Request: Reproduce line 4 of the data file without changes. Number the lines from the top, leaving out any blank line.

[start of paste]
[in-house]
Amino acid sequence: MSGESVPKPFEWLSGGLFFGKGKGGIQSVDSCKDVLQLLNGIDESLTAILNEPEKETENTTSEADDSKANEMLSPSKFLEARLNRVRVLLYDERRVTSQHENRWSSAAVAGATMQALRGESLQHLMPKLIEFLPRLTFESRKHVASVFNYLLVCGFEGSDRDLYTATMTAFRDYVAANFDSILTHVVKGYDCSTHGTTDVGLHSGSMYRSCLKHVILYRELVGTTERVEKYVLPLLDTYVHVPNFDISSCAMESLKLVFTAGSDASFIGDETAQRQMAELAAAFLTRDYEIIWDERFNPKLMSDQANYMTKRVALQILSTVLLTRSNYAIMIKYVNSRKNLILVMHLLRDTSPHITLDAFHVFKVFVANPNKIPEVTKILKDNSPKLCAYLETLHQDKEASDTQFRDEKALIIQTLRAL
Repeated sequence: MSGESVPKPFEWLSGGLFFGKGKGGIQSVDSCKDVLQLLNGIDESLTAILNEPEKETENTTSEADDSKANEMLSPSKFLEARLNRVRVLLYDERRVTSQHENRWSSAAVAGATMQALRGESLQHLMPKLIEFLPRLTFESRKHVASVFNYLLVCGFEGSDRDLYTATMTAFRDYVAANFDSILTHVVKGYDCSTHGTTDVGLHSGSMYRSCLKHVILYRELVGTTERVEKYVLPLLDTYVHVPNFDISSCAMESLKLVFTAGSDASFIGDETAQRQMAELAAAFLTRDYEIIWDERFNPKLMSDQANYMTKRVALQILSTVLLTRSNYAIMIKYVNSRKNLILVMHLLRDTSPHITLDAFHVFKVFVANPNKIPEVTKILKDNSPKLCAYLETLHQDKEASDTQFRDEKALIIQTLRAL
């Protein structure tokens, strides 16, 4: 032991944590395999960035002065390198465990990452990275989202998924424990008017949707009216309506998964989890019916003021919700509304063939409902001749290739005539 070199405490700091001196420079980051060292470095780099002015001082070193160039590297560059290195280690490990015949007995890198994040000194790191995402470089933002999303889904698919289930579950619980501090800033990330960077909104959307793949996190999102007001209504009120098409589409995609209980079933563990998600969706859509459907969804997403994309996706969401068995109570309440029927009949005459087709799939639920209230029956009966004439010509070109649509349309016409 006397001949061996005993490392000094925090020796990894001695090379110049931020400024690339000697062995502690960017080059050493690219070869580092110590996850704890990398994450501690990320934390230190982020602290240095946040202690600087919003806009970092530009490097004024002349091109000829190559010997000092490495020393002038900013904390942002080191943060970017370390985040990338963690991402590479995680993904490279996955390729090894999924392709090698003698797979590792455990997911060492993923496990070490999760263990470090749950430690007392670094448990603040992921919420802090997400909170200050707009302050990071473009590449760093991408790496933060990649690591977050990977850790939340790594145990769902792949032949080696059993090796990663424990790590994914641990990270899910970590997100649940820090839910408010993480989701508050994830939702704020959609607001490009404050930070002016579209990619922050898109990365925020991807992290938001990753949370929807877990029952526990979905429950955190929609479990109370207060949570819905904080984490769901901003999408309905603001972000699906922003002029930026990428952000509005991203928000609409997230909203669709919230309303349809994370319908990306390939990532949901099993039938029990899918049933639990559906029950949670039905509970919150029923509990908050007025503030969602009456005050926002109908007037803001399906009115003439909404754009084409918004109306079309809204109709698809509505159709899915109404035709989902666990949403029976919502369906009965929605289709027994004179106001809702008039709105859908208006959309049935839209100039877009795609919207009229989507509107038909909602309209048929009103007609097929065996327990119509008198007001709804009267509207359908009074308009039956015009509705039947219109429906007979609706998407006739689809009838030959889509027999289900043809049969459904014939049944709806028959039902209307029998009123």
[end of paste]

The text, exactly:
């Protein structure tokens, strides 16, 4: 032991944590395999960035002065390198465990990452990275989202998924424990008017949707009216309506998964989890019916003021919700509304063939409902001749290739005539 070199405490700091001196420079980051060292470095780099002015001082070193160039590297560059290195280690490990015949007995890198994040000194790191995402470089933002999303889904698919289930579950619980501090800033990330960077909104959307793949996190999102007001209504009120098409589409995609209980079933563990998600969706859509459907969804997403994309996706969401068995109570309440029927009949005459087709799939639920209230029956009966004439010509070109649509349309016409 006397001949061996005993490392000094925090020796990894001695090379110049931020400024690339000697062995502690960017080059050493690219070869580092110590996850704890990398994450501690990320934390230190982020602290240095946040202690600087919003806009970092530009490097004024002349091109000829190559010997000092490495020393002038900013904390942002080191943060970017370390985040990338963690991402590479995680993904490279996955390729090894999924392709090698003698797979590792455990997911060492993923496990070490999760263990470090749950430690007392670094448990603040992921919420802090997400909170200050707009302050990071473009590449760093991408790496933060990649690591977050990977850790939340790594145990769902792949032949080696059993090796990663424990790590994914641990990270899910970590997100649940820090839910408010993480989701508050994830939702704020959609607001490009404050930070002016579209990619922050898109990365925020991807992290938001990753949370929807877990029952526990979905429950955190929609479990109370207060949570819905904080984490769901901003999408309905603001972000699906922003002029930026990428952000509005991203928000609409997230909203669709919230309303349809994370319908990306390939990532949901099993039938029990899918049933639990559906029950949670039905509970919150029923509990908050007025503030969602009456005050926002109908007037803001399906009115003439909404754009084409918004109306079309809204109709698809509505159709899915109404035709989902666990949403029976919502369906009965929605289709027994004179106001809702008039709105859908208006959309049935839209100039877009795609919207009229989507509107038909909602309209048929009103007609097929065996327990119509008198007001709804009267509207359908009074308009039956015009509705039947219109429906007979609706998407006739689809009838030959889509027999289900043809049969459904014939049944709806028959039902209307029998009123």